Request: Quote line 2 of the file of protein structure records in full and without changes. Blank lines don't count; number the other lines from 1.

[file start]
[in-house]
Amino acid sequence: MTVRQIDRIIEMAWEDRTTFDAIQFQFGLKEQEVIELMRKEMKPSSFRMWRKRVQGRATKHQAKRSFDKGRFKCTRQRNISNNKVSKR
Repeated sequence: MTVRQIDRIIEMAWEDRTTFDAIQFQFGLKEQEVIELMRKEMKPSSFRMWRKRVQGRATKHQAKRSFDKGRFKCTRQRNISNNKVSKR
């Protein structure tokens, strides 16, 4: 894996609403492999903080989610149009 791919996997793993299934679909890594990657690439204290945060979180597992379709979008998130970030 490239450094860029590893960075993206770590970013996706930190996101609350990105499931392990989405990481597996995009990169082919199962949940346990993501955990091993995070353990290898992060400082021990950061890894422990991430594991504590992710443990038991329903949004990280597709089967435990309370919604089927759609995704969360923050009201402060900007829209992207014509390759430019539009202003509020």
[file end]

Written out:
Amino acid sequence: MTVRQIDRIIEMAWEDRTTFDAIQFQFGLKEQEVIELMRKEMKPSSFRMWRKRVQGRATKHQAKRSFDKGRFKCTRQRNISNNKVSKR